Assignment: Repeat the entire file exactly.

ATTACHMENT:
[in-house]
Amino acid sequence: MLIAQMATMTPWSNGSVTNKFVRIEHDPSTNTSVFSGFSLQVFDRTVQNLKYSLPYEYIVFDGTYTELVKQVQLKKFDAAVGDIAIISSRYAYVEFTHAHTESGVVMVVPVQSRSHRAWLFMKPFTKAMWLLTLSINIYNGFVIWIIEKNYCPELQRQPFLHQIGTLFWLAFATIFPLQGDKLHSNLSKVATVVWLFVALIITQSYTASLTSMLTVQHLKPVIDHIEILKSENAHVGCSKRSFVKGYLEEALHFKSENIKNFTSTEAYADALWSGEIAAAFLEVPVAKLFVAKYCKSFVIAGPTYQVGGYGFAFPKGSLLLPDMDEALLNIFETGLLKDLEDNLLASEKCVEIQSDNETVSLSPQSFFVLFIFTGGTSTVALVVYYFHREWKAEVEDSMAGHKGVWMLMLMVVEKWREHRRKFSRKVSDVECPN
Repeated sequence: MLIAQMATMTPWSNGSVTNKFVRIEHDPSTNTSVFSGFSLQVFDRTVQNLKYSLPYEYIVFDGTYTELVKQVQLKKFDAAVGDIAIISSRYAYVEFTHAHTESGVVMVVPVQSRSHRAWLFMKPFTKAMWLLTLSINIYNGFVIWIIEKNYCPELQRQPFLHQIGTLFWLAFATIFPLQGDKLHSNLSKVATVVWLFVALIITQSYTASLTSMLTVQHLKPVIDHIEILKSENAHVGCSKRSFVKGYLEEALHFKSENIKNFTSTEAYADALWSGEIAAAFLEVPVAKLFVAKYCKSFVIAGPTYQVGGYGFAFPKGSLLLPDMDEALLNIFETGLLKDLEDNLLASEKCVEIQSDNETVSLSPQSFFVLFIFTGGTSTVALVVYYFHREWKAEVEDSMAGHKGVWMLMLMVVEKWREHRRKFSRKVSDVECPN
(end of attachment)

[in-house]
Amino acid sequence: MLIAQMATMTPWSNGSVTNKFVRIEHDPSTNTSVFSGFSLQVFDRTVQNLKYSLPYEYIVFDGTYTELVKQVQLKKFDAAVGDIAIISSRYAYVEFTHAHTESGVVMVVPVQSRSHRAWLFMKPFTKAMWLLTLSINIYNGFVIWIIEKNYCPELQRQPFLHQIGTLFWLAFATIFPLQGDKLHSNLSKVATVVWLFVALIITQSYTASLTSMLTVQHLKPVIDHIEILKSENAHVGCSKRSFVKGYLEEALHFKSENIKNFTSTEAYADALWSGEIAAAFLEVPVAKLFVAKYCKSFVIAGPTYQVGGYGFAFPKGSLLLPDMDEALLNIFETGLLKDLEDNLLASEKCVEIQSDNETVSLSPQSFFVLFIFTGGTSTVALVVYYFHREWKAEVEDSMAGHKGVWMLMLMVVEKWREHRRKFSRKVSDVECPN
Repeated sequence: MLIAQMATMTPWSNGSVTNKFVRIEHDPSTNTSVFSGFSLQVFDRTVQNLKYSLPYEYIVFDGTYTELVKQVQLKKFDAAVGDIAIISSRYAYVEFTHAHTESGVVMVVPVQSRSHRAWLFMKPFTKAMWLLTLSINIYNGFVIWIIEKNYCPELQRQPFLHQIGTLFWLAFATIFPLQGDKLHSNLSKVATVVWLFVALIITQSYTASLTSMLTVQHLKPVIDHIEILKSENAHVGCSKRSFVKGYLEEALHFKSENIKNFTSTEAYADALWSGEIAAAFLEVPVAKLFVAKYCKSFVIAGPTYQVGGYGFAFPKGSLLLPDMDEALLNIFETGLLKDLEDNLLASEKCVEIQSDNETVSLSPQSFFVLFIFTGGTSTVALVVYYFHREWKAEVEDSMAGHKGVWMLMLMVVEKWREHRRKFSRKVSDVECPN